He said, “I know now that I’m going to die, and I know now a bit what that means. I want to see my daughter grow up. I want to see her get married, to know her at 20, 25. I guess I’m angry about that, that that’s not going to happen.”
We had already talked in our group about how you can’t get AIDS by touching someone with the disease, and the handshakes everyone extended to Doug at the conclusion of our conversation was heartwarming for me to see.
My Amagansett church gave me its blessing to engage in an AIDS ministry, and a few members of the congregation became volunteers as “buddies,” paired with men and women who were ill. Buddies visited those who were infected, ran errands for them or took them shopping, and on occasion went out to lunch. Once a month buddies met with a social worker from LIAAC to discuss what was happening. Mostly what was happening was that men were dying. Not until 1987 was there a drug on the market to help with H.I.V. infection. That was AZT. The two leading causes of death from AIDS in the early years were pneumocystis pneumonia and Karposi’s carcinoma. There was hardly a separate diagnosis of H.I.V. because the progression to AIDS was quick.
In August 1986 I received a phone call from Chris Miller of Amagansett, who said his son Dale had just died from AIDS-related pneumonia. Dale, age 27, had worked at the Palm, a restaurant in East Hampton. His father asked if I would take Dale’s funeral, making it clear he and his wife Yvette wanted to be open about AIDS. The candor was unusual in 1986. Dale’s obituary in The Star on August 14 that year was the first to speak of AIDS as a cause of death. In addition to the parents’ forthrightness, I was moved at the funeral service to see so many from church and the business community together with members of the gay and lesbian community. Not separated or isolated.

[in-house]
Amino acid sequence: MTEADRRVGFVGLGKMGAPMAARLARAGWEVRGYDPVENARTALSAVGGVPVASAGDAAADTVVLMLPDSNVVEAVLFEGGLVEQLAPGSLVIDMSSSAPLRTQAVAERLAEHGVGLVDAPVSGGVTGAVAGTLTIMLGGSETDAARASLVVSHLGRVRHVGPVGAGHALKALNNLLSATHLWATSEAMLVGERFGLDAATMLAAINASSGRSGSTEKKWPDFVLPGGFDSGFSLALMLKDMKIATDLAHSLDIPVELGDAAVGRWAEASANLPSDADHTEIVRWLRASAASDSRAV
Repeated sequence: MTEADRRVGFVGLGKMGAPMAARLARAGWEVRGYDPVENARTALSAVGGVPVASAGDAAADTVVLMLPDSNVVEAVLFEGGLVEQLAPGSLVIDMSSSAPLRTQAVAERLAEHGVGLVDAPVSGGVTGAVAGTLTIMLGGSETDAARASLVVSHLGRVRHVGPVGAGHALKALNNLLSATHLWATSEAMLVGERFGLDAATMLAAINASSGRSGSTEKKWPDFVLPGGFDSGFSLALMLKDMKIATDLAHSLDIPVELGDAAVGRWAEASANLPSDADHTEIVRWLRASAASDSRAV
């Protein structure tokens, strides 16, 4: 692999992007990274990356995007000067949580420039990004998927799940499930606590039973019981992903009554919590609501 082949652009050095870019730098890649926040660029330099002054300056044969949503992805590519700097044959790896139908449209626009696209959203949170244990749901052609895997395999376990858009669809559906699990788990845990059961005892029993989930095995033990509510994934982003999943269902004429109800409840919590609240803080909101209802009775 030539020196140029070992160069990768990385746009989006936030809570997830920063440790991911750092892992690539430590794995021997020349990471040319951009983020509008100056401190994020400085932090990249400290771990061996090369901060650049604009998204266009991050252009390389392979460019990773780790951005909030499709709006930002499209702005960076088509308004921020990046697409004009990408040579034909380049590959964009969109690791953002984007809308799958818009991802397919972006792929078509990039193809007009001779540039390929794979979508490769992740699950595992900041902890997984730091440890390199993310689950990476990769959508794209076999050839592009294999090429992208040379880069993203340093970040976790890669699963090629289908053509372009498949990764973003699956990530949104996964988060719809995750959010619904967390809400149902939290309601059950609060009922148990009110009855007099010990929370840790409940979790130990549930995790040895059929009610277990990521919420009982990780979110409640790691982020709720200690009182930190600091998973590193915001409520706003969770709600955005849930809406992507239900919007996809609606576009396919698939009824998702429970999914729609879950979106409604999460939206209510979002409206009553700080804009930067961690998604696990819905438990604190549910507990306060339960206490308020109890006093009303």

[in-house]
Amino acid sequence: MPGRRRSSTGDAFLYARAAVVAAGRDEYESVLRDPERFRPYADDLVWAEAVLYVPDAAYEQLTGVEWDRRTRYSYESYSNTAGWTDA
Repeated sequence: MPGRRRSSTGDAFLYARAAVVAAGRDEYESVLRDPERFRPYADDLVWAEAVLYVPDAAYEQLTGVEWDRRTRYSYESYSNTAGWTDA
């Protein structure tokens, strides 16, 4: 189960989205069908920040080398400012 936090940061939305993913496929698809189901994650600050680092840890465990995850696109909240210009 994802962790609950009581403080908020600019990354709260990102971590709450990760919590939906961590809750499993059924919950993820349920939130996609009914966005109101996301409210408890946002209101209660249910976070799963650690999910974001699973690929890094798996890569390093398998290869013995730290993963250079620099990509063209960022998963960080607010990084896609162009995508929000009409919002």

I saw dozens of men — mostly men, a few women — in a 10-year period from 1986 to 1996, when a cocktail of drugs became available to slow the progression of the disease. Carl was one of those I visited, to speak of one at random. I knew his sister Mary Ellen, who lived in Bridgehampton. One day as he lay dying at home, Mary Ellen got up onto the bed with him and held him. He was curled up, barely responsive. He had a shock of red hair as though on fire, and he was burning, with fever. She motioned me to get onto the bed with them, and I did, and we just held one another, his breathing measured and deep. I said a few words in prayer.
Because my Amagansett church had given me permission to do this work, I organized a monthly healing service at the church beginning in November 1989. Susan Knobel, one of the church officers, helped get this going. I had no idea if anyone would attend and was a bit nervous about it because I had never led a healing service — there was no order for it in the Presbyterian Church at the time. But right from the start a few gay men and women came, some of whom were ill. And what delighted me was that a few from my congregation also attended — mostly older women who were among the stalwarts of the church. Indeed among them were the same ladies I had had lunch with some years before, who after lunch had taken me to “the boys’ beach.”